Don’t Trust Your Email FROM Header


Emails can also contain malware. However, malware can be contracted from other sources as well, including: banner ads, drive-by downloads, malicious links as well as by spreading from host to host within an unsecured network, such as a VLAN. This spreading behavior is especially common in banking malware/trojans such as Emotet, which has seemingly risen from the dead with new authors and servers. It’s important to have good anti-virus protection in the hopes of catching such malware early.


Sometimes, malware can demand that you pay a ransom after it has deleted or encrypted your data with a key possibly known to an attacker. Ransomware has shut down many businesses, some indefinitely. This is especially true in the early days when the encryption procedures were less reliable and prone to data loss. Law enforcement agencies generally discourage paying a ransom demand.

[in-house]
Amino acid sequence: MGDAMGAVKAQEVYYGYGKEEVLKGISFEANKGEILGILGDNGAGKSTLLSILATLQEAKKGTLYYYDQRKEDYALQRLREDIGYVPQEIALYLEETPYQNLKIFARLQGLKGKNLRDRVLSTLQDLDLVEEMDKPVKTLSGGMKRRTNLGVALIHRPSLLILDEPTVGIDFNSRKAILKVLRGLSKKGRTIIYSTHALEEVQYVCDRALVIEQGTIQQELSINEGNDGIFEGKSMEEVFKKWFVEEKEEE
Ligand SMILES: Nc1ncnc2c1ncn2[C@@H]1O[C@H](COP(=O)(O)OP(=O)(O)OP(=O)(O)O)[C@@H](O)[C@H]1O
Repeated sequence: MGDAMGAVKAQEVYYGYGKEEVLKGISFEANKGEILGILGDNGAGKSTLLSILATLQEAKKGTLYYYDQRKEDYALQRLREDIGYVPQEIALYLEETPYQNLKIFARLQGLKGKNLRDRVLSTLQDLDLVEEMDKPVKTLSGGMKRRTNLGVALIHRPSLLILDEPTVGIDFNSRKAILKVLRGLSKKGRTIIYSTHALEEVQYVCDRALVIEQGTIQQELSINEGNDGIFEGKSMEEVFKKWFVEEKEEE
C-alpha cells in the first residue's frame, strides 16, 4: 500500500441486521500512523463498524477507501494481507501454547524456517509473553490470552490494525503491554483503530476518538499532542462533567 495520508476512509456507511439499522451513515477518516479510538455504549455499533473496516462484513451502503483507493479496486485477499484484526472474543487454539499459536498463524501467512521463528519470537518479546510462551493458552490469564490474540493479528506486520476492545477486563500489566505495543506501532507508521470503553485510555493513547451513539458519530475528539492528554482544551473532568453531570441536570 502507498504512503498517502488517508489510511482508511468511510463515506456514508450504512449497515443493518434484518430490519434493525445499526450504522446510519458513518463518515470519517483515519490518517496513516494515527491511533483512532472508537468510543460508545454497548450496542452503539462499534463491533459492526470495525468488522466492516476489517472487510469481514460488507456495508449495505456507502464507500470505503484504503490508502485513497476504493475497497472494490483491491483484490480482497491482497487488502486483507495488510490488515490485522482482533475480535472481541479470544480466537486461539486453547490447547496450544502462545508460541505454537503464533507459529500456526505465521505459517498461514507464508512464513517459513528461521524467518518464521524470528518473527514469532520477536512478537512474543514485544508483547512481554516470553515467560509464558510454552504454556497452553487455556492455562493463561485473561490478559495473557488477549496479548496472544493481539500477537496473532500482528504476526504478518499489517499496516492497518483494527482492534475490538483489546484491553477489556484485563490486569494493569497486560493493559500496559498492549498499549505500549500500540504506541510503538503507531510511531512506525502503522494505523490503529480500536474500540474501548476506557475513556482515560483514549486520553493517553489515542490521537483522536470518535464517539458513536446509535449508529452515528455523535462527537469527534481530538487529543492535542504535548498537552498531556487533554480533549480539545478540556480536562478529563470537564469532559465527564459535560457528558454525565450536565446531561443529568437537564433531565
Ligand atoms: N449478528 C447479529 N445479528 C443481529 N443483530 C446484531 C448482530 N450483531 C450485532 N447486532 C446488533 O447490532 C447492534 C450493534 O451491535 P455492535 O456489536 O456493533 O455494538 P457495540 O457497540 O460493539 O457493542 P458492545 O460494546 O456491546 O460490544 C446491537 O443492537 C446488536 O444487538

Security: A Layered Approach

While many of todays attacks focus on the user intentionally clicking on or executing a malicious payload, this actually means that your other security protections are working to keep the bad guys out. This doesn’t mean you can lax the protection of your patch schedule, firewall, web filter or other security measures. True security in today’s world requires a layered approach designed to frustrate attackers at each step of their process (and hopefully to a greater extent than your users). One of the most effective final layers of protection you could implement is to block outbound Internet access completely or whitelist known-good destinations at the firewall. Obviously, this is challenging on desktop operating systems, where users expect to be able to use their devices unhindered, so an easier target for this control may be servers, which often do not need to talk to undefined Internet locations.